Wireless Structural Health Monitoring System Based on a Piezoelectric Fatigue Fuse

A major issue facing the world’s inventory of aging steel bridges is cracking associated with fatigue damage. The primary method used to evaluate these cracks is visual inspection. However, visual inspection is labor intensive, misidentifies cracks and may have insufficient inspection intervals. To provide a more reliable way to monitor fatigue, a Fatigue Fuse (FF) system is proposed that integrates a piezoelectric status monitor, an energy harvester, and a wireless communication link. The FF is a highly calibrated metal analog sensor made of the same material as the host structure. It is designed with several pre-notched ligaments that fracture after specific number of load cycles have been accumulated. The steel FFs are undergoing qualification to bring them to a technology readiness level of 6. Currently, the fuses require visual inspection, but it can also be self-powered and interrogated remotely by incorporating a piezoelectric pitch-catch circuits and kinetic energy harvesting system. The pitch piezoelectric excites a fundamental acoustic mode in the FF and the catch piezoelectric senses the vibration. When the crack propagates across the fuse, the resulting catch electrical signal changes along with the mechanical stiffness of the fuse. This mechanical information is stored in the fuse and the fatigue status then needs to be interrogated and sent across a wireless network. As a result, the electronics for remote sensing can remain in a low power dormant mode. This fatigue monitoring system provides a convenient method to assess the useful life of steel infrastructure and prevent catastrophic failures.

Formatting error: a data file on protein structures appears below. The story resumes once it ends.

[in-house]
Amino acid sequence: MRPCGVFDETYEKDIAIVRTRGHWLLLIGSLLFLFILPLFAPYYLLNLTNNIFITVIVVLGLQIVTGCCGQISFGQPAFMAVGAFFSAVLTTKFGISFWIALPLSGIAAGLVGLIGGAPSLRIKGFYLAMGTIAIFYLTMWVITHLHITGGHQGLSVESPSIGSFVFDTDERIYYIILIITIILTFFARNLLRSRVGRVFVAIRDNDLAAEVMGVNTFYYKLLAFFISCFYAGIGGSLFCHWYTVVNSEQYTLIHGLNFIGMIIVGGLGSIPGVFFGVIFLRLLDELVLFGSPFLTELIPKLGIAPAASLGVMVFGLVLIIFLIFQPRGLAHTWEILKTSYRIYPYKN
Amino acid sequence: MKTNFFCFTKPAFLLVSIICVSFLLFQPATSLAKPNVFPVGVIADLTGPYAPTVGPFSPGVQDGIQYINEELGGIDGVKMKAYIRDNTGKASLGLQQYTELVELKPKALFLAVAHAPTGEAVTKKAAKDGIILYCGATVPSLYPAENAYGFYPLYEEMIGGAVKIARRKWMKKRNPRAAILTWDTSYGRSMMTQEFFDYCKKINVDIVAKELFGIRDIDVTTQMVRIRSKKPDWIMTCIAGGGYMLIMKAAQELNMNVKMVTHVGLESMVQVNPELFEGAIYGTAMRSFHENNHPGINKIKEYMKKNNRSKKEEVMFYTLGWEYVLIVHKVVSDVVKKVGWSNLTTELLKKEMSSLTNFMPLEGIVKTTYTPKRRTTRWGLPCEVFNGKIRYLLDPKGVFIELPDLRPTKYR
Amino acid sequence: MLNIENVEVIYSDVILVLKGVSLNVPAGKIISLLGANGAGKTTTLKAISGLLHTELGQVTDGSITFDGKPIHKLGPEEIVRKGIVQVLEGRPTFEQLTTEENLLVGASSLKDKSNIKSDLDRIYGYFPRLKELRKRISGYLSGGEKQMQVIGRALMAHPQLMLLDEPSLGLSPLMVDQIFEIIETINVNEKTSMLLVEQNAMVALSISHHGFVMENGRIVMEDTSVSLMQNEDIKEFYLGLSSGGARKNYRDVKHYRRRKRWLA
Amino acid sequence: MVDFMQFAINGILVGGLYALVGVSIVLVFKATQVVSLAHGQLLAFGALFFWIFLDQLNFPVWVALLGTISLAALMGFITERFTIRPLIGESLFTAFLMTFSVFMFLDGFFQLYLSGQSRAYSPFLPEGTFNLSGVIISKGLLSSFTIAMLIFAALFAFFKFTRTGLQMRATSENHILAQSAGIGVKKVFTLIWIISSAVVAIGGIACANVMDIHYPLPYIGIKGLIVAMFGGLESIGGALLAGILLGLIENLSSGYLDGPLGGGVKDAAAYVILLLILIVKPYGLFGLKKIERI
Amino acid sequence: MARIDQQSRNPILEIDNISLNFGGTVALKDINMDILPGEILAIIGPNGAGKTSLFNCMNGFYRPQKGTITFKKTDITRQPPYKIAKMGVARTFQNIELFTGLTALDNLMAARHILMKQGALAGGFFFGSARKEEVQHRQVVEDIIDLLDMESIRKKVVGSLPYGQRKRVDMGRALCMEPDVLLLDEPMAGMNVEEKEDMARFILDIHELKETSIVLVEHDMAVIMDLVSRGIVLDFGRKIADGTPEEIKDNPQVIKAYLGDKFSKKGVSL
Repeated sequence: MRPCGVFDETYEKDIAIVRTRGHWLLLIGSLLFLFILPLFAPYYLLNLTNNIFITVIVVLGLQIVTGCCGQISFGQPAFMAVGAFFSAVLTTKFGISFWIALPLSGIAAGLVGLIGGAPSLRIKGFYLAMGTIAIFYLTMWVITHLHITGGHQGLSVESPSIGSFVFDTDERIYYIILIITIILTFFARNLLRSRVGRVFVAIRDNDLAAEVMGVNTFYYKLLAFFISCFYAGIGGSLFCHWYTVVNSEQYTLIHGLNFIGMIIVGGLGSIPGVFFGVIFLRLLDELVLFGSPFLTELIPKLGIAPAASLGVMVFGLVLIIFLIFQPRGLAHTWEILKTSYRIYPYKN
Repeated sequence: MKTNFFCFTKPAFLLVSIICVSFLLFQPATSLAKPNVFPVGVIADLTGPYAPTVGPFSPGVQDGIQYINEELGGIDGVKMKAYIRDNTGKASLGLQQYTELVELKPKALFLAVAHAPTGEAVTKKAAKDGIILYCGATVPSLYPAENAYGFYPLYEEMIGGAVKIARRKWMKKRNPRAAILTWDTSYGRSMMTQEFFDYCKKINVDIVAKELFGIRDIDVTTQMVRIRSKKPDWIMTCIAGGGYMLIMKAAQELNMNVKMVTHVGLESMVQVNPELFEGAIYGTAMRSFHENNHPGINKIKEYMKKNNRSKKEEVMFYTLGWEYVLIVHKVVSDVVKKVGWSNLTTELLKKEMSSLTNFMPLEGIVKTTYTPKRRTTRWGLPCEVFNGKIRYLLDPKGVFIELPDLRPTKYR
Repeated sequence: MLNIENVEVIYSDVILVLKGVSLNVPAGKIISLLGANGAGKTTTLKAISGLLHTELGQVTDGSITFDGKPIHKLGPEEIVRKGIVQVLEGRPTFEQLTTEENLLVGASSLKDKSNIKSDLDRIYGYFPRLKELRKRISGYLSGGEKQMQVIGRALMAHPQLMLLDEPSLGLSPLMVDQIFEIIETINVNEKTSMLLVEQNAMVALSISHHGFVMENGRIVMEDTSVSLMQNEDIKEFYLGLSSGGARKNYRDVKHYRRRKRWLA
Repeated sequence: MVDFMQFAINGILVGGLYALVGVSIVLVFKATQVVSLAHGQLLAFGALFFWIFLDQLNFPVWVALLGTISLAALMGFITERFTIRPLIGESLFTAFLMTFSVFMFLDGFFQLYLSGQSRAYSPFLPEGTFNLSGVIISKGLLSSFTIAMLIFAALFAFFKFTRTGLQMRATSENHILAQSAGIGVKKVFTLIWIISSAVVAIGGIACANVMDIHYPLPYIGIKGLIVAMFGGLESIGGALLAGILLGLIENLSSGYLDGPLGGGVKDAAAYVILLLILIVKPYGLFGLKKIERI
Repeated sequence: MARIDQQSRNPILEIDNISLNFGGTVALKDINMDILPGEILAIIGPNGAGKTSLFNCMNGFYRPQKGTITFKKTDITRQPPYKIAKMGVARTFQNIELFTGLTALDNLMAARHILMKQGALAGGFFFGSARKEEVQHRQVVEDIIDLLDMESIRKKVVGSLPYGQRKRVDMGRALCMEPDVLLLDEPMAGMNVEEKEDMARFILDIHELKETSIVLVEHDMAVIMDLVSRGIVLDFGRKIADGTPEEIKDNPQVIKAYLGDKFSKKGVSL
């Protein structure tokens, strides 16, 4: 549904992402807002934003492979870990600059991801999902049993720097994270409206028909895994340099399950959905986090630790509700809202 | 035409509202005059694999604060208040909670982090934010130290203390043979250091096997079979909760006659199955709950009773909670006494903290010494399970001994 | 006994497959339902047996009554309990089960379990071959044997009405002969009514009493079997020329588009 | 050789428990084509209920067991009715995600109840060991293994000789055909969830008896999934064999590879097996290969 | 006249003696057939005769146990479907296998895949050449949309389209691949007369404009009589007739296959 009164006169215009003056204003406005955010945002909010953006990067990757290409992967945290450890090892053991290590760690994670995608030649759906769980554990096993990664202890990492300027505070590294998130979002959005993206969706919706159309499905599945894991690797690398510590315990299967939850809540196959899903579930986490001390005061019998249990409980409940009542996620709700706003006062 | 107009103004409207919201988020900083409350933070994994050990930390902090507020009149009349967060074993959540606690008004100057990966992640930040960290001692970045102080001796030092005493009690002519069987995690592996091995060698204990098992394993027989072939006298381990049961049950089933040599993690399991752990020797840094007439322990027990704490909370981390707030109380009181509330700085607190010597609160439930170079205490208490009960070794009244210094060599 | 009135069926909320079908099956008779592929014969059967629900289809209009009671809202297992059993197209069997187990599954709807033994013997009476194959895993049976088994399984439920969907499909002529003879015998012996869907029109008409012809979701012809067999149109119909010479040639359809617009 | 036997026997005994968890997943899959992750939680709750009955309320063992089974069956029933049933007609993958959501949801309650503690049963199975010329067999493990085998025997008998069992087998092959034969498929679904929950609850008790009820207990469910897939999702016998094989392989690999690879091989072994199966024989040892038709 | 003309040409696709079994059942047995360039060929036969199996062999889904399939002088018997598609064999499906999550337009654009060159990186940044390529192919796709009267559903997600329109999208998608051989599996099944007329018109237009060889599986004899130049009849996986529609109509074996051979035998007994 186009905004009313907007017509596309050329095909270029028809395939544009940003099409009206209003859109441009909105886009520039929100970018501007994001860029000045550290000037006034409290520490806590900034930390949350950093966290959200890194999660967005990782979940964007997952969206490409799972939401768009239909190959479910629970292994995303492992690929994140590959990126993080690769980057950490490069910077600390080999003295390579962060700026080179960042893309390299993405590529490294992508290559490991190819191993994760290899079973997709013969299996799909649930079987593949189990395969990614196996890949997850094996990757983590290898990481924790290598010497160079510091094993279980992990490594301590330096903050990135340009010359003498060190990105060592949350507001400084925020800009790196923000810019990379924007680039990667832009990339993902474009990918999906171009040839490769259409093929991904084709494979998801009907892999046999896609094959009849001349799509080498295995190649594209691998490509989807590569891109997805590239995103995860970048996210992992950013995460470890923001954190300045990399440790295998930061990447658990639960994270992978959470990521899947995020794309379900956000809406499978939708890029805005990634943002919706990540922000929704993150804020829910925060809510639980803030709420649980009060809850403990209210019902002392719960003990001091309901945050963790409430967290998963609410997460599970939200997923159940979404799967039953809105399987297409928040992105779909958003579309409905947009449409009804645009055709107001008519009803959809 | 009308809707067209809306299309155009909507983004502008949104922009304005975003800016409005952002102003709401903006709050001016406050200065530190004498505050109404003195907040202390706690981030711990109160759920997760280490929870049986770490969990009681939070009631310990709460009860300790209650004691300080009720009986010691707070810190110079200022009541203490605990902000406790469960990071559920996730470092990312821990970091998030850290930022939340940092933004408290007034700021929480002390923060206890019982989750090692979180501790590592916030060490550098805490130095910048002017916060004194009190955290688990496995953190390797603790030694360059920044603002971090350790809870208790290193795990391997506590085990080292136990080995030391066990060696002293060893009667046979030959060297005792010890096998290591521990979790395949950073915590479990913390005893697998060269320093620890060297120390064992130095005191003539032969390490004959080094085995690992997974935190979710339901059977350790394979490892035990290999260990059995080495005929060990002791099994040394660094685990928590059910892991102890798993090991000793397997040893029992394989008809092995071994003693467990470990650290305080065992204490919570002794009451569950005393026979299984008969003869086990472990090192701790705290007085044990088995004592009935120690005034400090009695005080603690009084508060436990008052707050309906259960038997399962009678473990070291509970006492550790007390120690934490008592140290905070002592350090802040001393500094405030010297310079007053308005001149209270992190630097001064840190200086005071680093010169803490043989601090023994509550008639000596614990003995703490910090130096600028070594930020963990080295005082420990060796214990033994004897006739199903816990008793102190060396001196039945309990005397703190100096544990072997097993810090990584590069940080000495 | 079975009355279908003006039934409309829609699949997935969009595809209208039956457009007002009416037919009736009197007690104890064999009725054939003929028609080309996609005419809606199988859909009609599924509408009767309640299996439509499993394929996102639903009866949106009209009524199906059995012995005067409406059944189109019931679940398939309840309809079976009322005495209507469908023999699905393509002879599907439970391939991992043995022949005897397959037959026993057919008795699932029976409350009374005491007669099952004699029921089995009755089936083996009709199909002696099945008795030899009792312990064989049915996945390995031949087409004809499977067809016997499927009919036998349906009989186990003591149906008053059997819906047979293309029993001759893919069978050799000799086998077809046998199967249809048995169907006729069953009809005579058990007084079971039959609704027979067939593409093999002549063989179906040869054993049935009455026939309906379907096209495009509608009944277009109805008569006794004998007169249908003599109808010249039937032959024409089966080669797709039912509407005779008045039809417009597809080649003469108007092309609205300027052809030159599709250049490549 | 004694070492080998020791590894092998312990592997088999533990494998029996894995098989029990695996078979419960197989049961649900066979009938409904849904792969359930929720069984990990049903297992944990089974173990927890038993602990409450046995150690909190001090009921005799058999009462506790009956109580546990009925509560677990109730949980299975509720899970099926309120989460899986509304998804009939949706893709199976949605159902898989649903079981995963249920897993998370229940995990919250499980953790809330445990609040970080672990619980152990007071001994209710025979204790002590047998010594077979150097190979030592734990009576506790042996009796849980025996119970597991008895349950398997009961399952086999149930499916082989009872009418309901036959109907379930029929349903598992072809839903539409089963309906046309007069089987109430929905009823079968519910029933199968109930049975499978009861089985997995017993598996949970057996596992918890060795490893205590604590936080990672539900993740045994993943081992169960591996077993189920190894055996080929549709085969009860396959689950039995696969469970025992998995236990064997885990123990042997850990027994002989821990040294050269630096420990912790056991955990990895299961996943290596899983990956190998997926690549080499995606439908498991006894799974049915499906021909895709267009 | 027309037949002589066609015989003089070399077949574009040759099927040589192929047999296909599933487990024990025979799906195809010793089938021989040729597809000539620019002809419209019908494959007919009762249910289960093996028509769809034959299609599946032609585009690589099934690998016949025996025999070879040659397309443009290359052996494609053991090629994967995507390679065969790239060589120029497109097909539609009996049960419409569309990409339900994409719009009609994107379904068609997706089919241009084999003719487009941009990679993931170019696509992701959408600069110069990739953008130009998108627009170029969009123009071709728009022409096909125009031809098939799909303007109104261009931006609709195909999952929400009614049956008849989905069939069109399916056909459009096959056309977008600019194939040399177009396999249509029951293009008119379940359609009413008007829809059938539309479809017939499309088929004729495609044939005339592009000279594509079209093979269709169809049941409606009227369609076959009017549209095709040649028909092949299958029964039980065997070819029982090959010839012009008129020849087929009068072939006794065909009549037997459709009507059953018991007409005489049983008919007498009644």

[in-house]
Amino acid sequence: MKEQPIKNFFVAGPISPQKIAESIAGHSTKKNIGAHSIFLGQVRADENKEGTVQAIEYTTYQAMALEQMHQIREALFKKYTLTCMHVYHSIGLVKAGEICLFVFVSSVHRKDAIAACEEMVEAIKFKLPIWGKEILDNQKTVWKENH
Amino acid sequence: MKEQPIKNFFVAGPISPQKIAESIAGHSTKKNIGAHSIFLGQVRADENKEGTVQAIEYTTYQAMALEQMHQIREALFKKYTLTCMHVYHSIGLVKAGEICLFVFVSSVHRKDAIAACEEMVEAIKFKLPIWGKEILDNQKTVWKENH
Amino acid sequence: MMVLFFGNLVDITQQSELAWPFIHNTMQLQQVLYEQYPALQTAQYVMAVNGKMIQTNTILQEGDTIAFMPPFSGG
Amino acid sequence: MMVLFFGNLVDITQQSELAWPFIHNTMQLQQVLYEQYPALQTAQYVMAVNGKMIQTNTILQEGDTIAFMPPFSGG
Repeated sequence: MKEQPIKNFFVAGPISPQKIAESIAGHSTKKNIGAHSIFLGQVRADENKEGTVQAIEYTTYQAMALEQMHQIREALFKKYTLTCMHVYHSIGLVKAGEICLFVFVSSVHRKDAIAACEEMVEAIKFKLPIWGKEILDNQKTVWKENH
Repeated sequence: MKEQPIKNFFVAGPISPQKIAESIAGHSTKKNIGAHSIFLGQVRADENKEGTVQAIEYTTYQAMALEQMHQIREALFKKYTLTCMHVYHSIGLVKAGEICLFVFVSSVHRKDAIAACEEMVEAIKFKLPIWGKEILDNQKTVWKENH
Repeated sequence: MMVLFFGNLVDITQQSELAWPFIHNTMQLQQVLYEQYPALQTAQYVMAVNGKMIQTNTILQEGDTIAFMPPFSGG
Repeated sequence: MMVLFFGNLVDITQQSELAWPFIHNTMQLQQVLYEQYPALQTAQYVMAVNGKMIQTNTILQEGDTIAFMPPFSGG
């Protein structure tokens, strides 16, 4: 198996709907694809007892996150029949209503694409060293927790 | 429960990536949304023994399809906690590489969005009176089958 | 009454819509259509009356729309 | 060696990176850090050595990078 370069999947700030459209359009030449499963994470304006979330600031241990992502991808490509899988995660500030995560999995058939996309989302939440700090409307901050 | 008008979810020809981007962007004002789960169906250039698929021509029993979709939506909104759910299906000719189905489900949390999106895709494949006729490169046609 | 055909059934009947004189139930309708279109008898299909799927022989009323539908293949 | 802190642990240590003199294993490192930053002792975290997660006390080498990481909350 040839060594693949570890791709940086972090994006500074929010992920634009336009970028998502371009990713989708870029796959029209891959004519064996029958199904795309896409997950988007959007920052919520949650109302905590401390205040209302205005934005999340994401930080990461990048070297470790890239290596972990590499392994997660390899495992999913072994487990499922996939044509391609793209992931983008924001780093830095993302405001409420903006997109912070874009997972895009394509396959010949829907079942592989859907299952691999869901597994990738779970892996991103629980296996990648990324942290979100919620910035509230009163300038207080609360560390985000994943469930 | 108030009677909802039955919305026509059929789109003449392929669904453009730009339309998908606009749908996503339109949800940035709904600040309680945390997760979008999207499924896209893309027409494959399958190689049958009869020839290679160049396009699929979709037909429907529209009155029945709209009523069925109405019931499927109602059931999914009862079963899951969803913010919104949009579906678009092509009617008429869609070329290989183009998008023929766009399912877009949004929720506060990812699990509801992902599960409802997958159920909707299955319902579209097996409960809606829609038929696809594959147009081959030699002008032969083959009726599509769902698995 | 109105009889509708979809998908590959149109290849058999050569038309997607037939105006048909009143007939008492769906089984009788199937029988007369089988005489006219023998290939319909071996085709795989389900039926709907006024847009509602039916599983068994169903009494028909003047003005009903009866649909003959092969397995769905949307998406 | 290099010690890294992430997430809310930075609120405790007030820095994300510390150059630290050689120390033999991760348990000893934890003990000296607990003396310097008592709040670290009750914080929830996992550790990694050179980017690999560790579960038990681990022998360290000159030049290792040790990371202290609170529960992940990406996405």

• Delatte, N. J., 2009, Beyond Failure: Forensic Case Studies for Civil Engineers, American Society of Civil Engineers.
  • Schijve, J., 2009, “Fatigue Damage in Aircraft Structures, Not Wanted, but Tolerated?,” Int. J. Fatigue, 31(6), pp. 998–1011.
  • Graybeal, B., Rolander, D., Phares, B., Moore, M., and Washer, G., 2001, “Reliability and Accuracy of In-Depth Inspection of Highway Bridges,” Transp. Res. Rec. J. Transp. Res. Board, 1749(1), pp. 93–99.
  • Cha, H., Liu, B., Prakash, A., and Varma, A. H., 2016, Efficient Load Rating and Quantification of Life-Cycle Damage of Indiana Bridges Due to Overweight Loads.
  • Liu, C., Teng, J., Wu, N., Liu, C., Teng, J., and Wu, N., 2015, “A Wireless Strain Sensor Network for Structural Health Monitoring,” Shock Vib., 2015, pp. 1–13.
  • Li, H. N., Li, D. S., and Song, G. B., 2004, “Recent Applications of Fiber Optic Sensors to Health Monitoring in Civil Engineering,” Eng. Struct., 26(11), pp. 1647–1657.
  • Socie, D. F., and Morrow, J., 1976, “Review Of Contemporary Approaches To Fatigue Damage Analysis,” p. 83.
  • Anand, L., and Parks, D. M., 2004, “Defect Free Fatigue,” MIT, Deparment of Mechanical Engineering, MIT, Deparment of Mechanical Engineering, Cambridge, Massachusetts, pp. 1–37.
  • Pugno, N., Ciavarella, M., Cornetti, P., and Carpinteri, A., 2006, “A Generalized Paris’ Law for Fatigue Crack Growth,” J. Mech. Phys. Solids, 54(7), pp. 1333–1349.


Usage Shares
Total Views
13 Page Views
Total Shares
0 Tweets
0 PDF Downloads
0 Facebook Shares
Total Usage